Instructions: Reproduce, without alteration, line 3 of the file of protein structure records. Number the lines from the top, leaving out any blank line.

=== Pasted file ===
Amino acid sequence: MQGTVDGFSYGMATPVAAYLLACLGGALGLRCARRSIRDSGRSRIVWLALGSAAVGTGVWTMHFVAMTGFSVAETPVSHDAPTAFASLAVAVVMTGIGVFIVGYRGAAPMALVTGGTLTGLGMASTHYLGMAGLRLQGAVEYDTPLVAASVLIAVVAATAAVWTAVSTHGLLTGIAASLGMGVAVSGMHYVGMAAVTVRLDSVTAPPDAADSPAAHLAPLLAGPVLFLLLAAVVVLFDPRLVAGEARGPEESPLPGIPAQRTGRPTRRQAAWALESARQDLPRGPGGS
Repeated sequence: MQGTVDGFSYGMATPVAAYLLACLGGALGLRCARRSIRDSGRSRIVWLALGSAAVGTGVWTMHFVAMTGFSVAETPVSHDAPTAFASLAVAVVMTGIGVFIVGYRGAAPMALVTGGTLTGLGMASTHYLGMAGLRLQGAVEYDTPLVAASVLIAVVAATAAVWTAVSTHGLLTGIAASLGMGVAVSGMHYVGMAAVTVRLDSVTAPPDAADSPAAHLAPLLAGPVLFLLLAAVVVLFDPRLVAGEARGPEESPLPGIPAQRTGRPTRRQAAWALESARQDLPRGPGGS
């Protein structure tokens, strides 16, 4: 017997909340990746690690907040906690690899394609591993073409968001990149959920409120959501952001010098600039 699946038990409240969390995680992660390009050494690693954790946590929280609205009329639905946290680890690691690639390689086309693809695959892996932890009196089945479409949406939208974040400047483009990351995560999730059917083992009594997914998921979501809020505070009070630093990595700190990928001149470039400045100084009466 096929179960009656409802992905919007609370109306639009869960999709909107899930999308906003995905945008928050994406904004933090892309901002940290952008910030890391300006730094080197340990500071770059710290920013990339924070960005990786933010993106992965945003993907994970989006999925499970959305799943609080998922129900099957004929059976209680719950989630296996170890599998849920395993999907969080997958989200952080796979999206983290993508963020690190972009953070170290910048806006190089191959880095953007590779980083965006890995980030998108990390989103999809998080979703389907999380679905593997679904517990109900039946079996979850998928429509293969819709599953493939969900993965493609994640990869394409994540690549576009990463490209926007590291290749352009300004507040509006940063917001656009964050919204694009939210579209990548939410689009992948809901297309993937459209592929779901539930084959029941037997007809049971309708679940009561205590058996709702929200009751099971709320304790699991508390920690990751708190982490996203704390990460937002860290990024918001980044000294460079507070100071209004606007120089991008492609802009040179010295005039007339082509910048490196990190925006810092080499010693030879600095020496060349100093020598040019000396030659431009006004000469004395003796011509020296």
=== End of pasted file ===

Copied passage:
């Protein structure tokens, strides 16, 4: 017997909340990746690690907040906690690899394609591993073409968001990149959920409120959501952001010098600039 699946038990409240969390995680992660390009050494690693954790946590929280609205009329639905946290680890690691690639390689086309693809695959892996932890009196089945479409949406939208974040400047483009990351995560999730059917083992009594997914998921979501809020505070009070630093990595700190990928001149470039400045100084009466 096929179960009656409802992905919007609370109306639009869960999709909107899930999308906003995905945008928050994406904004933090892309901002940290952008910030890391300006730094080197340990500071770059710290920013990339924070960005990786933010993106992965945003993907994970989006999925499970959305799943609080998922129900099957004929059976209680719950989630296996170890599998849920395993999907969080997958989200952080796979999206983290993508963020690190972009953070170290910048806006190089191959880095953007590779980083965006890995980030998108990390989103999809998080979703389907999380679905593997679904517990109900039946079996979850998928429509293969819709599953493939969900993965493609994640990869394409994540690549576009990463490209926007590291290749352009300004507040509006940063917001656009964050919204694009939210579209990548939410689009992948809901297309993937459209592929779901539930084959029941037997007809049971309708679940009561205590058996709702929200009751099971709320304790699991508390920690990751708190982490996203704390990460937002860290990024918001980044000294460079507070100071209004606007120089991008492609802009040179010295005039007339082509910048490196990190925006810092080499010693030879600095020496060349100093020598040019000396030659431009006004000469004395003796011509020296």